Woody seems intent on announcing to the world, “Here’s my work, it represents my personal voice and vision, judge it as you will.” And yet every time a new Woody movie opens in New York, only his most trusted sycophants get interviews and only his personal biographers have a first shot at the accompanying commentaries. Thus we find a whole new phenomenon, the nebbish as control freak.

In 1997, Dart was one of only a few publicists named in a survey done by Glenn Lovell of The San Jose Mercury News of publicists who would “blackball” entertainment journalists they weren’t pleased with. Industry newsletter O’Dwyer’s PR Report wrote that journalists felt “as much fear as exasperation” about four particular publicists.

“They, not the studios, are responsible for the written waivers and pledges that specify where a story may run and which sensitive areas must not be broached,” said Lovell.

“If you want to do a round-robin interview with Woody, you’ve got to promise not to ask about Mia,” Lovell wrote.

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A New York Times piece at the time of her firing from PMK said, “Ms. Dart became known not only for promoting clients who wanted coverage but also for protecting those who did not.” She has clearly earned the endless fealty of said clients; the day after she was pushed out of PMK, New York reported, they “were already lining up behind her.” Her client list has included Tom Hanks, Nicole Kidman, Harvey Weinstein, Wes Anderson, Ron Howard, Anthony Minghella, Sydney Pollack, Meryl Streep, Scott Rudin, David Chase, Hugh Grant, Jessica Lange, Keanu Reeves, Calvin Klein, Mike Nichols, Jessica Tandy, and Anthony Perkins.

In an industry where loyalty can be fickle, Dart has established herself as someone journalists might feel they can’t afford to cross. She gives no ground over to the media: in a 2004 interview with Newsweek after her firing, Dart said she was still close to Woody Allen, and that it was tabloids who distorted the truth in general—not publicists. “Not me,” she said.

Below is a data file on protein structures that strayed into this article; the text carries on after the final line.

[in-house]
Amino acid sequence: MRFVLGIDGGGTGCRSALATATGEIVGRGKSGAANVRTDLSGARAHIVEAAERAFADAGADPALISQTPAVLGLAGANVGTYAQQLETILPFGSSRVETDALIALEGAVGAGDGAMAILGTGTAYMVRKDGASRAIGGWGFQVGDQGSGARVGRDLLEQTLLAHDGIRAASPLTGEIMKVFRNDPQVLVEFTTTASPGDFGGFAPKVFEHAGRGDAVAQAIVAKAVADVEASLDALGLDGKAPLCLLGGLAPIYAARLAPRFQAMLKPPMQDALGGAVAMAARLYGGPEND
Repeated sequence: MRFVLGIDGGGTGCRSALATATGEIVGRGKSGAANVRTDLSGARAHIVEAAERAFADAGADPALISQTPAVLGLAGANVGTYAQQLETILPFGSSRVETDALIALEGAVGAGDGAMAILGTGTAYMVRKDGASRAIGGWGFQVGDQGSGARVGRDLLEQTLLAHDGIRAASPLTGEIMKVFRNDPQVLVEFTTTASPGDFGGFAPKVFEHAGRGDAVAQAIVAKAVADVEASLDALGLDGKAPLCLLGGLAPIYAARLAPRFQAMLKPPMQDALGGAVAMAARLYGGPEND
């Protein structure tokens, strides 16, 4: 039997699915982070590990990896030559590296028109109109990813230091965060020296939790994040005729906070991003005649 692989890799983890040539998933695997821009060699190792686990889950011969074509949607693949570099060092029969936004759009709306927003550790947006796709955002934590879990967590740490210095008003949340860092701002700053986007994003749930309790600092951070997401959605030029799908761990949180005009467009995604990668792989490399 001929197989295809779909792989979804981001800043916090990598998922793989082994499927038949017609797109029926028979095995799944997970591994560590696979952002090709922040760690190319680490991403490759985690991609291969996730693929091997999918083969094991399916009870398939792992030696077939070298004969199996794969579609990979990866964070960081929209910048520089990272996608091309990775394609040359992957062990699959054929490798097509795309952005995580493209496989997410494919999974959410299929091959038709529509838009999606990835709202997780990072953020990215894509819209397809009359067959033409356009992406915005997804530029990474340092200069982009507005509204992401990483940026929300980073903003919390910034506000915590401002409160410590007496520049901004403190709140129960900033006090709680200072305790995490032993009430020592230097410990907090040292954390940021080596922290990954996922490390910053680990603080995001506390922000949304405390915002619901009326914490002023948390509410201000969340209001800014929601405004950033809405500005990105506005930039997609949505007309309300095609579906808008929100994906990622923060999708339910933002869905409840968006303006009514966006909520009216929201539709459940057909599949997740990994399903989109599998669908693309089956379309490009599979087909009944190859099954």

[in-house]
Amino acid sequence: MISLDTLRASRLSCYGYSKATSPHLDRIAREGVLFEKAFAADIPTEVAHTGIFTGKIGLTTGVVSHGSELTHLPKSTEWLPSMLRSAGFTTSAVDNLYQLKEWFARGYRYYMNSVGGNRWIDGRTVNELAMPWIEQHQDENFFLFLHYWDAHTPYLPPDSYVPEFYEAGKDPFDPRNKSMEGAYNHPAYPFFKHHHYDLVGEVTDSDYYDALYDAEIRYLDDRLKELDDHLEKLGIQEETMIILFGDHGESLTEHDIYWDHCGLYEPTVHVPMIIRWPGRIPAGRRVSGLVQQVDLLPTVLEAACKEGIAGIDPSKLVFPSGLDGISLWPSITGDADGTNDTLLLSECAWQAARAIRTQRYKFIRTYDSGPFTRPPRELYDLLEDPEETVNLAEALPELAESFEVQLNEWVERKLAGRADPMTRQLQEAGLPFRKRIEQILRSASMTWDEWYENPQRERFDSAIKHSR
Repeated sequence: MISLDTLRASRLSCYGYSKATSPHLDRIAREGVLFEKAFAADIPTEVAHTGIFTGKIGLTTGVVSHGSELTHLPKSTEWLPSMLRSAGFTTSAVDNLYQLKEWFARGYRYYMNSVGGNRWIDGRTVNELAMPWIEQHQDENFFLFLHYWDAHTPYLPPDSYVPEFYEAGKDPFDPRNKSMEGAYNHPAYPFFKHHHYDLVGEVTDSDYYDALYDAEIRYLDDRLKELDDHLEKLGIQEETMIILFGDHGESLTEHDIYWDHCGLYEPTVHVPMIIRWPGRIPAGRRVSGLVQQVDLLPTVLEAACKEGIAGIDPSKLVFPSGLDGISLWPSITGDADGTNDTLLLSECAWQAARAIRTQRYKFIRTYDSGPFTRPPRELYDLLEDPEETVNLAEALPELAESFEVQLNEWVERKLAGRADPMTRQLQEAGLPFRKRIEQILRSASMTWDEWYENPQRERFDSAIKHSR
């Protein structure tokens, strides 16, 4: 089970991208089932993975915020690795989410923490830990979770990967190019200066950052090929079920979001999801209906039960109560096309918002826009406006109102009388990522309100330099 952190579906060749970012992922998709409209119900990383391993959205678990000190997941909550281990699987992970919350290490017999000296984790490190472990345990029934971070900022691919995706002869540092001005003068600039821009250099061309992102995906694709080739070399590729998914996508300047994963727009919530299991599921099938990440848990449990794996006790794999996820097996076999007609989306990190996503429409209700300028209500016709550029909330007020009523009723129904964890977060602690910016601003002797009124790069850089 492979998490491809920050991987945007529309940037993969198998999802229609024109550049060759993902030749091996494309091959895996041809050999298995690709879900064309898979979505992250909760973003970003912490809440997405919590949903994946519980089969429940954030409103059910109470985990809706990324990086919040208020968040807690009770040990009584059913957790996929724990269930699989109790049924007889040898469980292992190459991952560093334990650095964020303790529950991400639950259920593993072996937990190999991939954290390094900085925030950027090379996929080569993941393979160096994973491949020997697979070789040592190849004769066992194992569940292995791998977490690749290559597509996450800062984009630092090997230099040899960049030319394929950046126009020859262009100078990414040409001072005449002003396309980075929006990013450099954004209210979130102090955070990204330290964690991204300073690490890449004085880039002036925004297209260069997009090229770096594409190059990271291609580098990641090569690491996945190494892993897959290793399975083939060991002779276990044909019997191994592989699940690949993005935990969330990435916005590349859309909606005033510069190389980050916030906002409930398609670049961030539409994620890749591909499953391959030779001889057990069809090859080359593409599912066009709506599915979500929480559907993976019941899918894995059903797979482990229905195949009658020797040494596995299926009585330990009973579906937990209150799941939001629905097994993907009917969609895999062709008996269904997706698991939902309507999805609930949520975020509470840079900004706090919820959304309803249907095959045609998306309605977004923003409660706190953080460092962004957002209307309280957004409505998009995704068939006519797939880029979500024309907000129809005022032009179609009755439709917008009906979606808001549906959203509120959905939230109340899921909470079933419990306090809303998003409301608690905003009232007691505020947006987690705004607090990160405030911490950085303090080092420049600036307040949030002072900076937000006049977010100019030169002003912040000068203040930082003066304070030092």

Dart appears to be meticulous about giving comment on her own life, about which little has been written. We know that she is married, lives in New York, and has a son. In a 2002 New Yorker piece about “How Publicity Really Works in Hollywood,” Dart comes off as decidedly human, and exceedingly smart.

For “The Talented Mr. Ripley,” the 1999 film about a psychopathic killer, Leslee Dart, of PMK/HBH, the preeminent entertainment-publicity firm, was convinced that she needed to anchor her campaign with what she called a “media leader” piece. She wanted a writer “who would explain the complexities of the movie accurately and positively, setting the tone for everyone else.” She chose Frank Rich, of the Times, who was then looking for a big cultural piece to write about the movies. Dart is a consummate publicist, in part because she’s a consummate worrier. In 1995, when Hugh Grant took her advice and appeared on the “Tonight Show” to explain why he’d solicited oral sex near Hollywood Boulevard, Dart was so nervous before the interview that she threw up in Grant’s dressing room. She was nearly as anxious about placing “Mr. Ripley”’s prospects in one journalist’s hands. “There’s no way I could say to Frank Rich, ‘Now, this needs to be positive!’ “ Dart says. “But he saw two edits of the film, he had hours with Anthony Minghella, the director, and he knew he was getting unheard-of access.”

“Rich dismisses the possibility that he was manipulated,” the piece continues:

“You’re always aware of publicists’ agendas,” he says. “And you always ignore them.” As is standard practice, Rich mentioned neither Dart nor her agenda in his celebratory seven-thousand-word cover story for the Times Magazine, which called Minghella’s Ripley a “Gatsbyesque dreamer who goes too far.”

Much has been made by journalists lately about the ratio of PR people to reporters in the U.S., but the quantity of flacks doesn’t matter as much as the quality does. The same is true of journalists, who, as we have seen, seem to be pushing back on Dart’s agenda, much as Farrow hoped they would. Recall that it was THR that, last week, published a profile that barely addressed the allegations against Allen, and certainly didn’t push him about them.

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“They can trust that the press won’t ask them the tough questions. It’s not the time, it’s not the place, it’s just not done,” Farrow wrote in his piece, of actors who find themselves doing press for Cafe Society. For once, and perhaps thanks to his own efforts, he was wrong.


Image via Getty.